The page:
Media Alliance was kind enough to respond via Twitter to my blog post that fact-checked their article opposing Proposition 24, which is the California Privacy Rights Act of 2020 (CPRA). Let me go through each one of their points below (I also responded via Twitter), but suffice to say it looks like the opponents are going to be doing some apples to orange comparisons vis a vis Prop 24, especially as it relates to the Privacy Protection Agency that is one of the main features of the CPRA.
- The FTC’s requested budget is $330 million and to have 1,140 personnel. The FTC covers the entire United States. They do anti-trust and a whole host of other stuff, with privacy being a small part of their equation. I have seen various references that specific to privacy enforcement the FTC has 40 people. With an annual budget of $10m, the California Privacy Protection Agency (CalPPA) would be able to hire at least 40 people (the current amount that Cal AG spends on privacy is $4.5m with 23 people, so extrapolating you could even argue that CalPPA could hire 50 people). So the FTC and CalPPA would have the same number of personnel to do privacy enforcement (or CalPPA could have more), but FTC has to cover 7x the population specific to privacy. But to compare CalPPA budget to the overall FTC budget, it is an apples to oranges comparison, equivalent to comparing the California budget to the US budget and saying why doesn’t California spend the same amount?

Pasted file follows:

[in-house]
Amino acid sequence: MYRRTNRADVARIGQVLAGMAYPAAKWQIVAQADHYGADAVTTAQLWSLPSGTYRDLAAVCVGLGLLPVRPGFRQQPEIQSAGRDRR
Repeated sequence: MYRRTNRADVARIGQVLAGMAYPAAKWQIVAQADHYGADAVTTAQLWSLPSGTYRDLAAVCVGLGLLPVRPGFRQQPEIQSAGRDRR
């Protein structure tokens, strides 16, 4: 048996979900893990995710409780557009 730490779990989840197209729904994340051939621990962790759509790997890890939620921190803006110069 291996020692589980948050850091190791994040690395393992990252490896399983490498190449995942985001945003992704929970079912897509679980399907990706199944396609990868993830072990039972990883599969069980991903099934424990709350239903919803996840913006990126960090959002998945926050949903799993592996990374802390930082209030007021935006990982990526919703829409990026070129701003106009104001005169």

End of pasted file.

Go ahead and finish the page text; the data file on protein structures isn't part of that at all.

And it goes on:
- It is nice to see the tweet above reference that the CalPPA has a $10 million annual budget. Their article just says “$5 million a year” and does not mention $10m. So I guess they fact-checked themselves.
- Specific to the Cal AG, just like the FTC, of course they have a big overall budget, and of course the Cal AG does many many more things than just privacy enforcement. But what is the Cal AG’s budget specific to privacy enforcement, which the legislature approved, again doing an apples to apples comparison here? We have it, it is $4.5 million per year for the next 5 years. It is 23 people. So to say “Cal AG is way better resourced” specific to privacy is not factually correct, unless you think $4.5m > $10m and 23 people > 40 people. Sure if you compare the overall budget of the Cal AG to the CalPPA, sure the entire budget of the Cal AG is much much bigger, but again you are comparing apples to oranges.